Car-less Part II: Why Mizzou Students Don’t Need Cars to Go Between Home and School

As you can tell by the title this is part two of Footprint’s Car-less series. In the last post I talked about why you don’t need to own a car for running weekly errands or taking a short day-trip by using the WeCar program offered, here, on the Mizzou campus. This week I will be discussing why you (ideally) don’t need a car to go between college and home using the student rideBoard ride share program.

When I looked into rideBoard I couldn’t actually find anyone who had used the program. So I started by setting up an account for myself. It appears that the program has about 375 members at the University of Missouri and there were only 7 posts for the entirety of the past week. Furthermore, this was the week before the start of the spring semester, leading me to believe that the program isn’t used much. Which is unfortunate considering that ride sharing is a great opportunity.

A screenshot from a sample posting in Rideboard.

Now I’ll tell you how the program works. You register to be a user by using your University of Missouri email address. This is how they know you are really a student, because the program is meant to be a safe way for fellow students to find ways to carpool. Once you are registered you can search for a ride or for a passenger looking for a ride.

You can also post that you are looking for a ride or a passenger. To post a ride you give information including where you are going, where you are leaving from, when you would like to leave, and whether the trip is one way or round trip. You can also list if you prefer that the person you travel with is of a certain age or gender and leave any additional comments you would like (such as that you’re traveling with a cat in case someone else might be allergic). Ride board is a free program and there is no limit to the number of posts you can place.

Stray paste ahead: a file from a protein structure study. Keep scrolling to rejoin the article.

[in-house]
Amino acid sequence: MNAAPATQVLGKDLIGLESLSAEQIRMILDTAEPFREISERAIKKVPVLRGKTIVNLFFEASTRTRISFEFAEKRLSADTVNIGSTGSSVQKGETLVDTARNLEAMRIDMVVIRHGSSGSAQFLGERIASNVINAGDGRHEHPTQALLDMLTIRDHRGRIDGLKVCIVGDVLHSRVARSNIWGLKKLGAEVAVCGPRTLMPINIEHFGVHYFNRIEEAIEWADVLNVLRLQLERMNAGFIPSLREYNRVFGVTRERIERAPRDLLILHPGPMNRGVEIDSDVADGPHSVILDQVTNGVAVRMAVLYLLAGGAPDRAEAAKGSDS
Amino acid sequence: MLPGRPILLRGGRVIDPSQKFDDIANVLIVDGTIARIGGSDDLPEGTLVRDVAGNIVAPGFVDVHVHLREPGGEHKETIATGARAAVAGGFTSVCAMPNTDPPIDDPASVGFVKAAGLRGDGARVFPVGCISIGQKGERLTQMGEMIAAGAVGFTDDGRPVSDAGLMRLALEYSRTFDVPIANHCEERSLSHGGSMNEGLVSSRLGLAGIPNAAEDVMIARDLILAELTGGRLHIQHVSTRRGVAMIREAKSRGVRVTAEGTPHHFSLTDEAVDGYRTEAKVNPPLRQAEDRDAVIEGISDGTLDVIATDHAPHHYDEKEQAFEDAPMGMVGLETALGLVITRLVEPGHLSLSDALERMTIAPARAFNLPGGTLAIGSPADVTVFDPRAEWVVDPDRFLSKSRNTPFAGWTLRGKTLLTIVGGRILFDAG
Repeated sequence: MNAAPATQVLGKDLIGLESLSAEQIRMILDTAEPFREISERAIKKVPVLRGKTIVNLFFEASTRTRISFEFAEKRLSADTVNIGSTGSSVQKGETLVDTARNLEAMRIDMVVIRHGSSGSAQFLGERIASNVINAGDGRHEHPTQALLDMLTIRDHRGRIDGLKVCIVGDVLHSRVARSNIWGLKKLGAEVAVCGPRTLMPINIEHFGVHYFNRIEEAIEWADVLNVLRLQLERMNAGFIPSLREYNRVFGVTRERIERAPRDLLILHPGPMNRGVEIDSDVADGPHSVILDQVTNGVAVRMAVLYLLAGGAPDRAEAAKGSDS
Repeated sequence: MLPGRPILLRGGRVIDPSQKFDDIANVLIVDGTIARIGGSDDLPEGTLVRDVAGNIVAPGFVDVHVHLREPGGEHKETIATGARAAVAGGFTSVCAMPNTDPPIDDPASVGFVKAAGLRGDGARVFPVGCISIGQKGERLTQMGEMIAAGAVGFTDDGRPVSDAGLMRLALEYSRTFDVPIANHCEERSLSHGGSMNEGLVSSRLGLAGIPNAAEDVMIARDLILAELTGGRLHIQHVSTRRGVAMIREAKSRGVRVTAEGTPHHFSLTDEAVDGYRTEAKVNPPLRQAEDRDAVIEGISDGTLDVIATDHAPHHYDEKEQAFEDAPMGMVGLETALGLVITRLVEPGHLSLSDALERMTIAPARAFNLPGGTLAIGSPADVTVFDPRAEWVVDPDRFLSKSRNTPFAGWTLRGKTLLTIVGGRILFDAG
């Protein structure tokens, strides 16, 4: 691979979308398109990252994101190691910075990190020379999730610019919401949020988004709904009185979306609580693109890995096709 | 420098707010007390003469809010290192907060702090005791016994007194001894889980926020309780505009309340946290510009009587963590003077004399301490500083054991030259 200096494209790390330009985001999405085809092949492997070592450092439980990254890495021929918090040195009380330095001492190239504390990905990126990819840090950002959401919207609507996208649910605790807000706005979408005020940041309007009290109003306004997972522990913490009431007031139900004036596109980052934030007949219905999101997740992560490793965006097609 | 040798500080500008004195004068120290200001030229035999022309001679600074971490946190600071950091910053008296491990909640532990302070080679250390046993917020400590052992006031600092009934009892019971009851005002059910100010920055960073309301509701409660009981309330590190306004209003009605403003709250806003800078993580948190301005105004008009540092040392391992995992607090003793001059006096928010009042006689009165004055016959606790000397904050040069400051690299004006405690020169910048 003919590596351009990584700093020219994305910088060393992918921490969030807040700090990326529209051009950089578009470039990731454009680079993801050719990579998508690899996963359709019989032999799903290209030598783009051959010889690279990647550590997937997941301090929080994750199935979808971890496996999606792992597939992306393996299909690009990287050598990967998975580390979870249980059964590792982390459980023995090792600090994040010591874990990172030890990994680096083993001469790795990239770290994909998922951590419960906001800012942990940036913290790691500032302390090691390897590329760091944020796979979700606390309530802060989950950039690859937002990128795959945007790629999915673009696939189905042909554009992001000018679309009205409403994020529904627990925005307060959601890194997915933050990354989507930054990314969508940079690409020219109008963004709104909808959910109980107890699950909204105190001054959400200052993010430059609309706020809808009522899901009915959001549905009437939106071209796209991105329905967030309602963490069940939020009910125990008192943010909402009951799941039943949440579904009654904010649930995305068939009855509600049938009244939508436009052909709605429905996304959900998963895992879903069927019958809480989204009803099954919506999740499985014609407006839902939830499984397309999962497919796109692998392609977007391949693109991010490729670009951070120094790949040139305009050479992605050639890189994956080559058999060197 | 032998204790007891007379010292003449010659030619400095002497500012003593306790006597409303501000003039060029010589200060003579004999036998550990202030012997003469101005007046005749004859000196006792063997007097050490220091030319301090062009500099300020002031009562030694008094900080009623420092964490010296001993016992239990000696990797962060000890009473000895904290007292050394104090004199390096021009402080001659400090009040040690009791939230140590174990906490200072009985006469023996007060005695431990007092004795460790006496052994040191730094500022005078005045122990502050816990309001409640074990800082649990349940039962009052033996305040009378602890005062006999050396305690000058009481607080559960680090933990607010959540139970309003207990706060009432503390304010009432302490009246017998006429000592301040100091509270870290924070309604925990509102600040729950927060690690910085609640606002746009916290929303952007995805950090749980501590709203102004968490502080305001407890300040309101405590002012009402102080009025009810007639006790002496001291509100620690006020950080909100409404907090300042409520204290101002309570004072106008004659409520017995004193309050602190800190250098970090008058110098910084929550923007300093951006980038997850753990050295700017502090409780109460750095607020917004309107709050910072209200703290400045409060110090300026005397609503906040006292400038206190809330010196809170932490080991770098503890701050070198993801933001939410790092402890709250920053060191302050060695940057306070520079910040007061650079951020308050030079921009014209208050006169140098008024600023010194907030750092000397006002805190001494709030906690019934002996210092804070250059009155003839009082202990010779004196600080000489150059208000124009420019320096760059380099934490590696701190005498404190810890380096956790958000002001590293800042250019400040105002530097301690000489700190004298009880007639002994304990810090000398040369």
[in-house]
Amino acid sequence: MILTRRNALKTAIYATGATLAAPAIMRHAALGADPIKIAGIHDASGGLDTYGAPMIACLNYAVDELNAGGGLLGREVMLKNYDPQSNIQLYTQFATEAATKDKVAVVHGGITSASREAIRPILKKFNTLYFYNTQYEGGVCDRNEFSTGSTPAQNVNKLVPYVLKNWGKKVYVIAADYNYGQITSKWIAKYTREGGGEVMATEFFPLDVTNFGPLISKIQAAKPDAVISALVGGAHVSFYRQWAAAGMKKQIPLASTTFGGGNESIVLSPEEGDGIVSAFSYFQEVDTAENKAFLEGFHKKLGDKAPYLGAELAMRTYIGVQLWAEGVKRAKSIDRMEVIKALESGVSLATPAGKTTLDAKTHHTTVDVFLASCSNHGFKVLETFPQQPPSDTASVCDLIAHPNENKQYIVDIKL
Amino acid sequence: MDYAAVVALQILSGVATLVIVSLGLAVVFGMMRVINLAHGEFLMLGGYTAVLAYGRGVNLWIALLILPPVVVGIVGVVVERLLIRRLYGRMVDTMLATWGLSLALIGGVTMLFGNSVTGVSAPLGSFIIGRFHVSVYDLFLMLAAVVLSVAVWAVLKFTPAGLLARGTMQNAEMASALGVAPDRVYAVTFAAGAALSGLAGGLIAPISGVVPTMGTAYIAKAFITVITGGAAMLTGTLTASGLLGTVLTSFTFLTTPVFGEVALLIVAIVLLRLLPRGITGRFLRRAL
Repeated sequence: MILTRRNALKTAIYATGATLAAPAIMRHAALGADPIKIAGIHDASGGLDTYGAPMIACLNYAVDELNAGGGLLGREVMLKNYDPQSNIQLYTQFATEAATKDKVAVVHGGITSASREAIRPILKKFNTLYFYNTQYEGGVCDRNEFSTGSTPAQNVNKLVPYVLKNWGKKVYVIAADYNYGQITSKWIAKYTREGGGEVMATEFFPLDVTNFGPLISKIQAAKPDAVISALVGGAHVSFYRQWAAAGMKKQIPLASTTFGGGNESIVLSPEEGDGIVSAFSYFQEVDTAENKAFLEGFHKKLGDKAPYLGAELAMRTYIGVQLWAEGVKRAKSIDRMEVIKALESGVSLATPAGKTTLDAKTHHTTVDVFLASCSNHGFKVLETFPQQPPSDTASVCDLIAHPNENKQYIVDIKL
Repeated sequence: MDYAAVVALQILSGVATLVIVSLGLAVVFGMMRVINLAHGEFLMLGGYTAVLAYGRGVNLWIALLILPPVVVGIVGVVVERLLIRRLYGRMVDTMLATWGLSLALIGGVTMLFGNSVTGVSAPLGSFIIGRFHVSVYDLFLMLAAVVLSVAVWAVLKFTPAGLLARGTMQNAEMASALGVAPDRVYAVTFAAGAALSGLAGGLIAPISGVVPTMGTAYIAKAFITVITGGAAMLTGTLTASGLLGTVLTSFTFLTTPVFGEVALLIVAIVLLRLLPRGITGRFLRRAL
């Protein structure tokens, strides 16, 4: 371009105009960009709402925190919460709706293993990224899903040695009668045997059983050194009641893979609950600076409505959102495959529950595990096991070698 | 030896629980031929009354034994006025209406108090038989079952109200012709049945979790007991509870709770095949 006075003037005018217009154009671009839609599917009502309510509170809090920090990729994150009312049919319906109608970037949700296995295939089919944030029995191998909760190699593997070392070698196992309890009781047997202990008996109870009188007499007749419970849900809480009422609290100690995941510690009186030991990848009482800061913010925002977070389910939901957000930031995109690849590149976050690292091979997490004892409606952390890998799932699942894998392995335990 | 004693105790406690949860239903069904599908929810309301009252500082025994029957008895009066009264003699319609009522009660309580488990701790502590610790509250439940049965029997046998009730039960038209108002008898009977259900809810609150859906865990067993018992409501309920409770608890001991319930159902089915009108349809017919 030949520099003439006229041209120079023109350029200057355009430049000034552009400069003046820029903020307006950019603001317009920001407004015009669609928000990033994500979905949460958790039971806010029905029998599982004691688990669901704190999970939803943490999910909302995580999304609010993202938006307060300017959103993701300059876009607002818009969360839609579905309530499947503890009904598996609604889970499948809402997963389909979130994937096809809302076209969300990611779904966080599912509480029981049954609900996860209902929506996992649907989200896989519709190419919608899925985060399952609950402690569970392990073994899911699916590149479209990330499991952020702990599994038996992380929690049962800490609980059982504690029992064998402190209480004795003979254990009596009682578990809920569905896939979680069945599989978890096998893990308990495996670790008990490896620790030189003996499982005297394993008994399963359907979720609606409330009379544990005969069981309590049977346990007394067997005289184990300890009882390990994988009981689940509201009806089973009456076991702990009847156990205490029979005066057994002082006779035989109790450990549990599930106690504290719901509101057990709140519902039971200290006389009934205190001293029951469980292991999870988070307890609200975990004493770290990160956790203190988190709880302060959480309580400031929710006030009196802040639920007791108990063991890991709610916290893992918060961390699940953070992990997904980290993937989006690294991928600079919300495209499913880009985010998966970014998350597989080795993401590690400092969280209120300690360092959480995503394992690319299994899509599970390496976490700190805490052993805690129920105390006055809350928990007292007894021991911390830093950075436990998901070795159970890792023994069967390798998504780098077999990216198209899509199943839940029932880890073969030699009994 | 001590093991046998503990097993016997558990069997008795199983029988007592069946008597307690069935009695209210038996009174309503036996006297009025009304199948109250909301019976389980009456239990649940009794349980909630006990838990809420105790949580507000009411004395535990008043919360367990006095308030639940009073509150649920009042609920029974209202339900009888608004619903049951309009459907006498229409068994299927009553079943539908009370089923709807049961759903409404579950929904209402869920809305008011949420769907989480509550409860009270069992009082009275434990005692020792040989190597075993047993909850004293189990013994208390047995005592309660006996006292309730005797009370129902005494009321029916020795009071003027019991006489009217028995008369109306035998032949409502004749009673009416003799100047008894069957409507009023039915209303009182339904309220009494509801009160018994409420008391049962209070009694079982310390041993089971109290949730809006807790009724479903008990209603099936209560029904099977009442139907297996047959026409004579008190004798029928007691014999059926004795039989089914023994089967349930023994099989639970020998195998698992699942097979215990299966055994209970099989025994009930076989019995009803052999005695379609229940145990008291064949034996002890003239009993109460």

RideBoard also gives links to the student directory to confirm someone you find is actually a student. And you should obviously be cautious with any program that helps you to meet strangers to go road tripping with. Though it could turn out to be an amazing opportunity to make new connections; singer Michael Blunt once sold his sister on ebay as “‘Damsel in distress seeks knight in shining armour! Desperate to get to a funeral in Southern Ireland, please help!'”. Long story short: three years later she ended up marrying the guy who flew her to the funeral in his helicopter.

So whether you need a ride, are wanting to help the environment, or are looking for love, try out RideBoard and do some carpooling! If RideBoard doesn’t seem right for you, you can literally google ‘ride sharing’ and find tons of other programs that are similar. Another way to find ways to carpool is by using the CoMo Rideshare group on Facebook (which seems to be used quite a lot).

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